Following a spiritual way, even though we may feel all alone and lonely thereon, has a salutary effect in the world around us, because we are making it just that bit more spiritual, and are using our energies positively instead of negatively. Moreover, we know that it is not just for ourselves that we do this, but for the world that we belong to and can never be apart from. Upon His Enlightenment, the Buddha did not cease to be human, and devoted the rest of His life to sharing with others what He had found. What an impact He had!

We should be careful not to let fear become the motivating force on our spiritual journey, for fear always distorts things and prevents clear seeing. We must see the situation as clearly as possible: We have been born; we are alive; we suffer; we will die. What will happen then, we really don’t know, but fear makes us think about it, and leads us to grasp at concepts that hold out hope of some sort of survival. Most of these concepts, however, come at a price: we must give or do something to qualify for their benefits. If the proffered hope is attractive enough, we struggle to do or give what is asked; we want, and therefore must pay.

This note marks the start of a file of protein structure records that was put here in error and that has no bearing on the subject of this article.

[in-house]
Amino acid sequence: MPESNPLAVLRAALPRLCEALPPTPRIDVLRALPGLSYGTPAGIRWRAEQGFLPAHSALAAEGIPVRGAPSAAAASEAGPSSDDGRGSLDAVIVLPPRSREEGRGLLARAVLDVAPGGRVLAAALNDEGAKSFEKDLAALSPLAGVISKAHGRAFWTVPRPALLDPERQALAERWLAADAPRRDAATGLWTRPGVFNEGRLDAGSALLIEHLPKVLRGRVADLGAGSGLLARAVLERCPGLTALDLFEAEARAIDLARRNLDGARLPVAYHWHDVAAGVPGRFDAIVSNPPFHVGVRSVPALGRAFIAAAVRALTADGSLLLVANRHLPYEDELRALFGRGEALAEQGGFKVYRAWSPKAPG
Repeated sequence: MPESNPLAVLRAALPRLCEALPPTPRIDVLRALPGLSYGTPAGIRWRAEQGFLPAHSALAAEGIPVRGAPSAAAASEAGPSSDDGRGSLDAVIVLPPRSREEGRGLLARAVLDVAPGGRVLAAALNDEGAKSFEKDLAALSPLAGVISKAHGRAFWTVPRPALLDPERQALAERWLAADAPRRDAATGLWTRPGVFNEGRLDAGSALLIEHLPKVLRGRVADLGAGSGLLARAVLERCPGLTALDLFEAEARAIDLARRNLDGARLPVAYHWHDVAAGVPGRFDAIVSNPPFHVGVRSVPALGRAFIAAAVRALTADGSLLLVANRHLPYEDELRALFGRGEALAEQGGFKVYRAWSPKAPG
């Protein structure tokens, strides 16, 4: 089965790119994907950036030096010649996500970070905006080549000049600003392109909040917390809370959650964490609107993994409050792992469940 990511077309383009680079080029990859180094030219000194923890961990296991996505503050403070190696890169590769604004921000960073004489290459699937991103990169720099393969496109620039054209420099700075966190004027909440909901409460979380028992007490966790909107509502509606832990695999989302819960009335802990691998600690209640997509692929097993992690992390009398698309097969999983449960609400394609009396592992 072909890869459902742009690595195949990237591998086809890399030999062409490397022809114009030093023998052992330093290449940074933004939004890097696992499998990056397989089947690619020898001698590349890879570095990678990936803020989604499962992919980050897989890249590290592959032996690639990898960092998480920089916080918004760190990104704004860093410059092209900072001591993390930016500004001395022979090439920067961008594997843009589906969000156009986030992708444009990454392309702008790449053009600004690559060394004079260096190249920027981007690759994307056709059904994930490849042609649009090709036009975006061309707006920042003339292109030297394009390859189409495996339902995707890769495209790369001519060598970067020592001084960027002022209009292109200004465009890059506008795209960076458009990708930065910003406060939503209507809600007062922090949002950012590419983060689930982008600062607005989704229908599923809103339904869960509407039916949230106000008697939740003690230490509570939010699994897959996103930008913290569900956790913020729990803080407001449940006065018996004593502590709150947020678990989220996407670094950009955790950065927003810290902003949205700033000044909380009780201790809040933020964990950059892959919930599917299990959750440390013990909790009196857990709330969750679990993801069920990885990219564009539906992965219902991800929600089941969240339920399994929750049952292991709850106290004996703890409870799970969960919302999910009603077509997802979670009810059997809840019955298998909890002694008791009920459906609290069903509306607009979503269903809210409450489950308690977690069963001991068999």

Yes, something must be given up to adapt to the Way, of course; the Way will never adapt to us. But we should not do it with the idea of getting this for that, like buying something. If that is the way we do things, we will surely be disappointed. Giving up things that are not compatible with the Way should be done from understanding that it is the right thing to do—even if it is hard and painful—and not from a desire for results; we cannot bribe the Way. A moral code should be embraced and followed because it covers our relationships with others; it should be adopted from love for others rather than from fear of making ‘bad karma’ if we do not follow it, or from greed for ‘merit’ for following it. Love is a much better foundation for following the Way than fear or greed, and it arises from seeing clearly how things are. If we see that others are just like us in their desire to be happy and free from suffering, we will know what to do; the Way will open out before us; and although we know that merit or ‘good karma’ is essential, we will not let that be our guiding motive for following the Way, but will let good actions flow naturally, from understanding.